Next, followed by the gender-focused perspective, as the United Nation Population Fund (UNFPA) Executive Director Natalia Kanem commented each individual has equitable freedom living from viciousness, abuse, segregation and disgrace of any kind (“United Nations/ Brunei”, 2019). Nevertheless, the LGBT community in Brunei have nowhere including gay clubs or bars that make the members feel safe to assemble openly (“Syariah law plunges Brunei”, 2019). Some of the members even quest to flee their home country to seek asylum in other foreign countries as they worry that once their identity is exposed, they will be punished with brutal punishments. More than that, Ms Kanem also reminded that human rights infringement against any bunch in any case of gender or sexual orientation must not be conjured utilizing cultural, religious and moral practices and beliefs together with social attitudes (“United Nations/ Brunei”, 2019).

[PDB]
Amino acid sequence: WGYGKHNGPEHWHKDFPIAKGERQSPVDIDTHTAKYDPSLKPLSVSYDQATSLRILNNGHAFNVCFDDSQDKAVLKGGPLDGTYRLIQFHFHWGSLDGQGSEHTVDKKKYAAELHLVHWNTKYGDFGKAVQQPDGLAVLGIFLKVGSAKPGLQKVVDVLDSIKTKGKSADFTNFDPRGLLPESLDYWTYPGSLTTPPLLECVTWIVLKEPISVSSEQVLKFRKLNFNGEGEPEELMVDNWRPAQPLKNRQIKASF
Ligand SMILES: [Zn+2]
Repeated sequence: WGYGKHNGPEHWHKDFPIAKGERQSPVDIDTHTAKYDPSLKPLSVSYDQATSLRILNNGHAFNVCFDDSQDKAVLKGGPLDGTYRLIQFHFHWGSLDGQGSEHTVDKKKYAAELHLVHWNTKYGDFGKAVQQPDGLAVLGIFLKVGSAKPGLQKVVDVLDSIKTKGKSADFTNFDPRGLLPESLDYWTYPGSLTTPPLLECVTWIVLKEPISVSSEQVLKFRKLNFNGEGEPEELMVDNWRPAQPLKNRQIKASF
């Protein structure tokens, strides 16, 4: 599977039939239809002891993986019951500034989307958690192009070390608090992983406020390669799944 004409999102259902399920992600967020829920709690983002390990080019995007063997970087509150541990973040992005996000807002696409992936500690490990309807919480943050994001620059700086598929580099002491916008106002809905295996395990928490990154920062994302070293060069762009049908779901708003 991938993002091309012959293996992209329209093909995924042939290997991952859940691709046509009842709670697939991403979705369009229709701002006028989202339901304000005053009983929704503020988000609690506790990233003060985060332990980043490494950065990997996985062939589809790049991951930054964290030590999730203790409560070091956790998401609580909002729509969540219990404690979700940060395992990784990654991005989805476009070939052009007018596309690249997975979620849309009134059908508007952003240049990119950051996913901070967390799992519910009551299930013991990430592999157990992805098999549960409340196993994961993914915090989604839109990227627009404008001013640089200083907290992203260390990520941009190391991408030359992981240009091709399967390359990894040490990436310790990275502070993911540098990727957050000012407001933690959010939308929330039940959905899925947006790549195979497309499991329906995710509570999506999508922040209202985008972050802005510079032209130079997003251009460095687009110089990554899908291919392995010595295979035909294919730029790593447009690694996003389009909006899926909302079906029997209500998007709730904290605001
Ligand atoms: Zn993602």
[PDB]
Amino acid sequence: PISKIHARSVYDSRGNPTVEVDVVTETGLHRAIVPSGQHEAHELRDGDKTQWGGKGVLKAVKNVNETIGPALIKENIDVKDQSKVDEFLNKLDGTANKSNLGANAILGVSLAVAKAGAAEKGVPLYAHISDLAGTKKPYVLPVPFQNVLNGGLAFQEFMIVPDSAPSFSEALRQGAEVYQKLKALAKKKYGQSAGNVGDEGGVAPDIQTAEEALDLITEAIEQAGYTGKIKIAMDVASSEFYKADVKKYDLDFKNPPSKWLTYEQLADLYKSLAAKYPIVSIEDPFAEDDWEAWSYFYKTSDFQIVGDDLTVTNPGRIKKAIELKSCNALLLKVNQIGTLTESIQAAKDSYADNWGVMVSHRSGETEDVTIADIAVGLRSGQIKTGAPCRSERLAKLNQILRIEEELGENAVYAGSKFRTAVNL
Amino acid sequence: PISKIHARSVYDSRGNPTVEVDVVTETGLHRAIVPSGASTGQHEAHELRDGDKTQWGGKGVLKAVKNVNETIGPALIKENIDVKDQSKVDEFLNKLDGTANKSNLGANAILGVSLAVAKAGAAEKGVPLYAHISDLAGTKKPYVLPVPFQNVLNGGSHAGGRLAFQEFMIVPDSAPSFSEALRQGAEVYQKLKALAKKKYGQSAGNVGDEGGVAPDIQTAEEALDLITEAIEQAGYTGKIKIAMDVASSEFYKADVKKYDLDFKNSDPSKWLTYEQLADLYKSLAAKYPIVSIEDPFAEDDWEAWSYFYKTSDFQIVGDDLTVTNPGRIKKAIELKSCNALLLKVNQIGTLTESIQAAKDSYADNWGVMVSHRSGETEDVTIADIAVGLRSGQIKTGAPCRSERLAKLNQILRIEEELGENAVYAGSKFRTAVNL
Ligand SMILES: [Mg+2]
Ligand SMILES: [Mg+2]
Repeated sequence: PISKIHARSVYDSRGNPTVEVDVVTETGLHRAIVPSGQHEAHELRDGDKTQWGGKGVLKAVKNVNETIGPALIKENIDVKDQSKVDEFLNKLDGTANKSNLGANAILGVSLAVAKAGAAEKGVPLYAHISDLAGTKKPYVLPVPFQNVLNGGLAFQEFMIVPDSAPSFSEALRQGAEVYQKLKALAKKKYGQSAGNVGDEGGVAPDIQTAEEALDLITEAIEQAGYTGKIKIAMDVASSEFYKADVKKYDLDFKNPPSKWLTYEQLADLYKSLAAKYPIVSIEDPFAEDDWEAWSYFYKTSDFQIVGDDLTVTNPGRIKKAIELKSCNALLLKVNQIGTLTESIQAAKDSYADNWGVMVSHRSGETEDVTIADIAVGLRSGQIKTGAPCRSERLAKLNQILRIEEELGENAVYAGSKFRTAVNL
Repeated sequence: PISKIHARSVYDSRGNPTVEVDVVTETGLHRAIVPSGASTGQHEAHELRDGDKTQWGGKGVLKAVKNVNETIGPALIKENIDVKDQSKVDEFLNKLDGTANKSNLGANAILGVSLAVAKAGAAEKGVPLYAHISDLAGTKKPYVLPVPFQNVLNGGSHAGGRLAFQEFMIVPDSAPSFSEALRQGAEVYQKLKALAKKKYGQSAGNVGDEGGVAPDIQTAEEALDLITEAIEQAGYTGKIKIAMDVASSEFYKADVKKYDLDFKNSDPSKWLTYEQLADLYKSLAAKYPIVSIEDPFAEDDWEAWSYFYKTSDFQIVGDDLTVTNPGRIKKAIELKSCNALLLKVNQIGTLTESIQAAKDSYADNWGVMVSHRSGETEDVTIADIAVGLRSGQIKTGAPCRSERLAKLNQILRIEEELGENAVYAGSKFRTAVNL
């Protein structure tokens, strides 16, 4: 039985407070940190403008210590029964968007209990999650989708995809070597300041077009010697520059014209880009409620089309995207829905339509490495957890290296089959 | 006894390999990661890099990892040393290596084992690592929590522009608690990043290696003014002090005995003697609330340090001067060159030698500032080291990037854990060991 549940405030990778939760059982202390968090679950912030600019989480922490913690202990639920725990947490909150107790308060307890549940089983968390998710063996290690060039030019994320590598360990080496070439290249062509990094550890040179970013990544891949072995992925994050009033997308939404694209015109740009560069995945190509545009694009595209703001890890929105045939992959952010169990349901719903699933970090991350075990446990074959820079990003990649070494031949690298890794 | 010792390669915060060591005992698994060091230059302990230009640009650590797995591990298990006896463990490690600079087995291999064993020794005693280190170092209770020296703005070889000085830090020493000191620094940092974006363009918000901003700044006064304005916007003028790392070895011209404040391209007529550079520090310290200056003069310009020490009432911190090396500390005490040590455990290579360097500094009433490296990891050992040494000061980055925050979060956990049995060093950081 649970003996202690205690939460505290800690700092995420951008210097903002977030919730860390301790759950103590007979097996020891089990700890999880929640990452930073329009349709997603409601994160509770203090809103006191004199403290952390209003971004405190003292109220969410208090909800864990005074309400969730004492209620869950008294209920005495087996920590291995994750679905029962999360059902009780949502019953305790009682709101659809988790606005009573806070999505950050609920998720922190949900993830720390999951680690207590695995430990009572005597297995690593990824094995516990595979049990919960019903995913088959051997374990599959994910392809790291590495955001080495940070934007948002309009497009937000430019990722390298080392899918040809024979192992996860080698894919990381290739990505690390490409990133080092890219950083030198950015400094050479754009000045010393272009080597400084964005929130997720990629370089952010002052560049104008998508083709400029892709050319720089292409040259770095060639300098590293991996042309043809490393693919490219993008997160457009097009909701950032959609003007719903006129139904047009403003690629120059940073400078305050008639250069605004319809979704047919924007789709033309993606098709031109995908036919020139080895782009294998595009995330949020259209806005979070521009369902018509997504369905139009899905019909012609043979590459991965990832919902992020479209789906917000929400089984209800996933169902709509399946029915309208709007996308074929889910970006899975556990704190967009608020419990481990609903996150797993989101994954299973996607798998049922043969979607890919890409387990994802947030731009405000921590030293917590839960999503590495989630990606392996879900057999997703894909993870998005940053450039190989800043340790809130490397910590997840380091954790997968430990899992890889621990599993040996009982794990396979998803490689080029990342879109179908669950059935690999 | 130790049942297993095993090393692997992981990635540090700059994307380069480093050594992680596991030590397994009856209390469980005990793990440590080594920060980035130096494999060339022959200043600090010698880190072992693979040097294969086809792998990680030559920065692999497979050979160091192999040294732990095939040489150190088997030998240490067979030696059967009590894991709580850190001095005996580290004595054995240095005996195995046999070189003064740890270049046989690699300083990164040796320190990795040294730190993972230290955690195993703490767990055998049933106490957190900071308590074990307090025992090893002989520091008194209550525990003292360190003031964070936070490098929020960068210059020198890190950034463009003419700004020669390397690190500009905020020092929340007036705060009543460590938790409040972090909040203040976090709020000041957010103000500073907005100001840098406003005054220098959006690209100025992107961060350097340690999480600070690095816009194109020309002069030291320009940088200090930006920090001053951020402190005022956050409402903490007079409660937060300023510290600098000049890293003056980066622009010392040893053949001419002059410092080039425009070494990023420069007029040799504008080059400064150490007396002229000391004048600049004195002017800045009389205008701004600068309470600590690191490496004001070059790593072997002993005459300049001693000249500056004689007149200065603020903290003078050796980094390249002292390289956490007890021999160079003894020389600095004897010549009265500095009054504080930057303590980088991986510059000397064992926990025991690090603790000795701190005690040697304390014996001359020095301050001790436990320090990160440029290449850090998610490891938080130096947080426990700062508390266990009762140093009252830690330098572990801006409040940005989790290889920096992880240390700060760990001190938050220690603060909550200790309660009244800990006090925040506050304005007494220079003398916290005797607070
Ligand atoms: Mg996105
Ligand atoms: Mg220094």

The gender-equality worldview is notable but not generally acknowledged (Farrell, 2004, p.612), Brunei as the example, those harshest penalties such as death by stoning or even serving of limbs will be imposed under the excessive extreme new Syariah laws. Farrell (2004, p. 621) noticed that the Syariah law has recommended a reason for the resistance to lesbian and gay rights equality of same-sex relationships and people who distinguish as lesbian or gay would weaken existing institutions which depend for their imperativeness on sex-gender separation and disparity. And therefore, not to mention gender equality, even the most basic ‘comprehensive sexuality education does not seem to exist. Most of the members from the LGBT community choose to secretive their sexualities otherwise they would like to elude the nation before they are found out not to be heterosexual (“Syariah law plunges Brunei”, 2019).